Abruptly the words, "Gird up your loins," flooded my mind, flowing into my body like liquid fingers. I suddenly remembered in the "Book of Mormon," where a soldier prophet named Helaman led 2,000 "stripling warriors." In the name of God, these "stripling warriors" fought for liberty with the nation of Nephi against the Lamanites. These righteous, valiant soldiers, just young boys, as were we now, entered into a solemn vow to protect their beloved land, unto the laying down of their very lives. According to scripture, they feared not, showing great courage and strength against their enemies, but above all, they showed great faith and love of the Lord. They had been taught to keep the commandments of God and to walk uprightly before Him. Helaman recorded to his great joy, that not one soul among the 2,000 had fallen to the earth and been killed. They had fought as if with the miraculous strength, inspiration and mighty power of God, slept on their swords, and always kept constant guard. Because of their great faith and devotion, they were saved.

     This was the marvelous work I hoped would happen to me here in Vietnam. I felt moved to offer silent prayer that I too, like Helaman’s stripling warriors, might fight the good fight, with a good spirit, and do all things my Heavenly Father would have me do, that the spirit of Christ might always be in me, to watch over and guide me. For I knew my belief in Christ was not only the key to the path of exaltation, but the path back home to family and friends.

     “Yes, I see," said Ottel, blowing a defiant smoke ring, unaware of the turmoil playing out inside me. "I daresay the Vietnam War is no respecter of persons. Religious affiliation doesn't mean a whit around here. I’ve seen too many good people go down with a prayer on their lips and Christ in their hearts," he slurred between twisted lips. "No sir, religion don’t mean as much as a spent mortar round around here...I wish it did. Whether you live, or whether you die, no matter how good you are, or how tough you are, or how good a shot you's all just a roll of the dice.”

     I lay back into the hole, and thought to myself. "God willing, with Christ on my side, I suspect I'll do all right. Besides, I'd heard a sergeant back in Pleiku say the war would be over by Christmas. Then I'd march home a hero...then this would all be done."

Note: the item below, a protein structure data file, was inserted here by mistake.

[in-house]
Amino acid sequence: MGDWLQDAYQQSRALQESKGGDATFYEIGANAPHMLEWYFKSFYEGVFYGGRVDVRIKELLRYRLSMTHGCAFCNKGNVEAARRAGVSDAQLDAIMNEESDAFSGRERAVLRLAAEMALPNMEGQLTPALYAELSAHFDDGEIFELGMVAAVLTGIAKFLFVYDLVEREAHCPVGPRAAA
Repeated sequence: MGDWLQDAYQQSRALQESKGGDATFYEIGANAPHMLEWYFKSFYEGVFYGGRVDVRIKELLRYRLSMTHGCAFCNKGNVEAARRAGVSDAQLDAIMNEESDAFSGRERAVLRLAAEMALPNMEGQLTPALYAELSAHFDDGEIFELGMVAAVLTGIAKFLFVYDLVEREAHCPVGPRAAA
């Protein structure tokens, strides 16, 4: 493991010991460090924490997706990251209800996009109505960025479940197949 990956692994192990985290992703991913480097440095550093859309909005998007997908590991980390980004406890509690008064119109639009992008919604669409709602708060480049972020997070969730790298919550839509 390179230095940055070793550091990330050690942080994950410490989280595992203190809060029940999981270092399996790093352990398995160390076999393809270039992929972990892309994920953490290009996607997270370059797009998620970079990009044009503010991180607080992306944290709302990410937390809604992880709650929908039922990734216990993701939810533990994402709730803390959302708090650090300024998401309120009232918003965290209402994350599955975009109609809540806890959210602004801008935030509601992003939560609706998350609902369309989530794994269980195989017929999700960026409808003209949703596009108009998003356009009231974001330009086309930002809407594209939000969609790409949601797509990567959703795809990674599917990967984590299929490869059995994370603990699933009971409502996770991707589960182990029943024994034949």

Ottel somehow heard, I guessed with battle-trained ears that heard every little noise...or else I may have been muttering, without knowing it. "Bloody hell, Christmas..." He laughed, and said, "we'll see the end of you, before we see the end of this war. And you'll be doing better than, 'all right,' if you can keep your religion going through Nam's bottomless pit of hellfire and perdition."

     "My religion's faced challenges before."

     "None like this, Jacob. You haven’t faced anything anywhere near like this! Let's see if you feel the same after you’ve been here awhile. You’re gung-ho naïve now, Jacob, but Vietnam will make that life back home seem like a walk in the damned park. You’ll think twice when you see the blood and guts of your best friends spilled on the ground in this godforsaken park...I know I did. Wait till you see the gore that I have. Jacob, one word of advice,” Ottel whispered, coming close to be sure no one else heard. “You don't have to fear judgment from me for your Christian thinking, but best curb religious talk around O’Neal.”


     “Yeah, O'Neal's not exactly what you'd call tolerant," Ottell laughed. "No, wouldn't say he's tolerant at all. But me...I can't afford casting stones. Like the song says, 'Before you misuse, criticize or abuse, walk a mile in my shoes.' I'd open my-own-self up for judgment I tried to disparage your testimony. Still though, I’m ready to look at something different. I listen. I'm ready for anything; but up to now Nam's showed me religion's nothing but a superstitious crock."

     "Good to know," I mumbled. “Thanks for the warning...I guess!"

     "Yeah, thanks for nothing...besides, it will be nice, a breath of fresh air even, to have someone trying to do the right thing for a change, rather than just shooting first and asking questions later. Still, a GI...with standards...that worries me. That worries me a lot. Aren't the words 'GI' and 'scruples' contradictory terms?"

     "I think you can be in Vietnam and still hold a strong testimony," I mumbled, once again embarrassed that my words didn't come out stronger, with more conviction.

     "Can you now?”

     “I’m going to fight the good fight.”